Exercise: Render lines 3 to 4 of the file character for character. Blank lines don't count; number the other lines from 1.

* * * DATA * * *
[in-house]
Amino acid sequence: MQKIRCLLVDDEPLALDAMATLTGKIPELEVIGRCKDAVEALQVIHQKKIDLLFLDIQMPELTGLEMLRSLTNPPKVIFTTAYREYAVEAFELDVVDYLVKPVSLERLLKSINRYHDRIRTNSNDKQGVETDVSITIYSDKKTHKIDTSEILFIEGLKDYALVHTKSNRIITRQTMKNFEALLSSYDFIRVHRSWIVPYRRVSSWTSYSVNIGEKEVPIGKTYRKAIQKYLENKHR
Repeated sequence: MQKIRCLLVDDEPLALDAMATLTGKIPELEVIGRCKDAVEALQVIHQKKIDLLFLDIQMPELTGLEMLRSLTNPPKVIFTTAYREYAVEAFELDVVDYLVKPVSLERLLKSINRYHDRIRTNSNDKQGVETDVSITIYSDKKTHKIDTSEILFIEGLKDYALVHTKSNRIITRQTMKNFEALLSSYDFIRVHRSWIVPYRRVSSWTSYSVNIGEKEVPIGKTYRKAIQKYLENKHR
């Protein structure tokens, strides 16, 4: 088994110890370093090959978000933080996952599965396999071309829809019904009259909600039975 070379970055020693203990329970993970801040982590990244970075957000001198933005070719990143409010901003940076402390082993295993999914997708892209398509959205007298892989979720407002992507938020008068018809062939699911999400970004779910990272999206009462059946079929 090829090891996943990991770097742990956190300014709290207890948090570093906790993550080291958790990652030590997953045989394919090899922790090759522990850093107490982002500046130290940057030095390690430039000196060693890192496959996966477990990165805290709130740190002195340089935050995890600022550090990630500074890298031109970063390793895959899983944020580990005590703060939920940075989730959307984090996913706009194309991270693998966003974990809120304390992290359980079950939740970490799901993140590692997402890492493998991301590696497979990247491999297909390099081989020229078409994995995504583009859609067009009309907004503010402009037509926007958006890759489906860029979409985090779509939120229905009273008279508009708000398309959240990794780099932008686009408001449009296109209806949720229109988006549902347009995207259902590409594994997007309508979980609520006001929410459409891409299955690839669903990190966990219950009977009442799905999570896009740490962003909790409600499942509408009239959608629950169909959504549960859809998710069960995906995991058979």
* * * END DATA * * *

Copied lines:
Repeated sequence: MQKIRCLLVDDEPLALDAMATLTGKIPELEVIGRCKDAVEALQVIHQKKIDLLFLDIQMPELTGLEMLRSLTNPPKVIFTTAYREYAVEAFELDVVDYLVKPVSLERLLKSINRYHDRIRTNSNDKQGVETDVSITIYSDKKTHKIDTSEILFIEGLKDYALVHTKSNRIITRQTMKNFEALLSSYDFIRVHRSWIVPYRRVSSWTSYSVNIGEKEVPIGKTYRKAIQKYLENKHR
């Protein structure tokens, strides 16, 4: 088994110890370093090959978000933080996952599965396999071309829809019904009259909600039975 070379970055020693203990329970993970801040982590990244970075957000001198933005070719990143409010901003940076402390082993295993999914997708892209398509959205007298892989979720407002992507938020008068018809062939699911999400970004779910990272999206009462059946079929 090829090891996943990991770097742990956190300014709290207890948090570093906790993550080291958790990652030590997953045989394919090899922790090759522990850093107490982002500046130290940057030095390690430039000196060693890192496959996966477990990165805290709130740190002195340089935050995890600022550090990630500074890298031109970063390793895959899983944020580990005590703060939920940075989730959307984090996913706009194309991270693998966003974990809120304390992290359980079950939740970490799901993140590692997402890492493998991301590696497979990247491999297909390099081989020229078409994995995504583009859609067009009309907004503010402009037509926007958006890759489906860029979409985090779509939120229905009273008279508009708000398309959240990794780099932008686009408001449009296109209806949720229109988006549902347009995207259902590409594994997007309508979980609520006001929410459409891409299955690839669903990190966990219950009977009442799905999570896009740490962003909790409600499942509408009239959608629950169909959504549960859809998710069960995906995991058979």